The queen conch fishery in Jamaica is sustained by Pedro Bank, which is the main harvesting site located approximately 80 km south-west from Kingston. Due to its relative size, Pedro Bank has been subdivided into zones for management purposes by the Fisheries Division and the Veterinary Services Division. Understanding whether these sub-divisions reflect different sub-populations is critical for managing exploitation levels because fisheries management must demonstrate that harvesting does not endanger the future viability of the population as queen conch are on Appendix II of the Convention in Trade in Endangered Species of Wild Fauna and Flora (CITES). This determination is essential for the continued export to international markets such as the European Union. Two hundred and eight samples were collected across the entire Pedro Bank and were genetically characterized using nine polymorphic microsatellite loci. Population structure analysis for Lobatus gigas from Pedro Bank yielded low but significant values (FST = 0.009: p = 0.006) and suggested a high magnitude of gene flow indicative of a fit and viable population throughout the bank. Analysis of molecular variance (AMOVA) indicated a 100% variation within individual samples with little variation (0.9%) between populations. In contrast pairwise genetic comparisons identified significant differences between populations located to the south eastern and eastern region of the bank to those in the central and western locations. Bayesian clustering analysis also indicated the likelihood of two population sub-divisions (K = 2) on Pedro Bank. The results provided evidence of a weak but significant population structure which has crucial implications for the fishing industry as it suggests the use of ecosystem based management (EBM) in setting quotas to promote sustainable harvesting of L. gigas within each monitoring zone on Pedro Bank.


  • The queen conch Lobatus gigas, (Linnaeus 1758), is an edible marine gastropod mollusk of the order Mesogastropoda, and one of six species of the family Strombidae found throughout the Caribbean region [1,2,3,4,5]

  • GenAlEx computations of Gstatistics such as FST adjusted for bias GST, and standardized G”ST which further corrected for bias when number of population is small (S1 Table), showed values which correlated with calculated FST, all microsatellite loci were included in further analysis and reported using the fixation index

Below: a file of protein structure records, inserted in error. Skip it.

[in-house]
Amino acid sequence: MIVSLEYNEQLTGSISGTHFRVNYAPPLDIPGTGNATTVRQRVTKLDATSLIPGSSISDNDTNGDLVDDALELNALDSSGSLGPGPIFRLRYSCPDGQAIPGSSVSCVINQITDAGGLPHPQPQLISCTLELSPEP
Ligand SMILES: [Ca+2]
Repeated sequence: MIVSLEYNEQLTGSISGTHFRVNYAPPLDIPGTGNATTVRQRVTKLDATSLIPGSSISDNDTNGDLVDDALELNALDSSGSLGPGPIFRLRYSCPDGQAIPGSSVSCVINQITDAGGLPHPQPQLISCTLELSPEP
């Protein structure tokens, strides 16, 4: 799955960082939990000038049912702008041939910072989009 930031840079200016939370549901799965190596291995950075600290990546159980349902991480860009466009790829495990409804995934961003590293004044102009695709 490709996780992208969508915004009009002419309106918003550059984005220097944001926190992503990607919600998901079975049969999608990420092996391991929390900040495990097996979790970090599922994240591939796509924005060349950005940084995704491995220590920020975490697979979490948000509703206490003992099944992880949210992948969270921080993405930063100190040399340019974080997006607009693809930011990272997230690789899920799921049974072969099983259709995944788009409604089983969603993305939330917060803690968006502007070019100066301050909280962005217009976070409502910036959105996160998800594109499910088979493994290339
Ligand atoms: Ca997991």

• Despite the occurrence of high genetic variability maintained by gene flow within the Pedro Bank population, Yamamichi and Innan [40] cautioned against making the assumption that randomly mating populations existed in nature as all populations are at least partially structured into subpopulations

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The queen conch Lobatus gigas, (Linnaeus 1758), is an edible marine gastropod mollusk of the order Mesogastropoda, and one of six species of the family Strombidae found throughout the Caribbean region [1,2,3,4,5]. In 1992, Jamaica became the largest queen conch producer in the Caribbean, and the resources on Pedro Bank began to show signs of overexploitation following a pattern of conch population declines elsewhere in the region [9, 10] In response to these events and concerns, the Convention on the International Trade in Endangered Species of Wild Fauna and Flora (CITES), moved queen conch (L. gigas) to a listing in Appendix II. Mahon et al [9], predicted a collapse in the Jamaican Conch Fishery within three years if adequate management measures were not put in place to reduce or eliminate the harvesting of immature individuals This led to the drafting of the Conch Management Plan and between 2008 and 2011, conch production decreased from the unsustainable early 1990s harvest figures of close to 3,000 mt to around 400 mt, with a value of approximately 2.6 million US dollars [7, 10]. Some of the management regulations currently in place include, licensing of conch fishers and conch fishing vessels, closed season, transferable quota system based on National Total Allowable Catch (NTAC), minimum weight of processed meat, vessel monitoring system (VMS), fishing effort report on each fishing trip along with inspection of catch on landing and a conch export levy which is put into a fisheries management fund for the development of a sustainable fisheries sector in Jamaica [2, 13,14,15]


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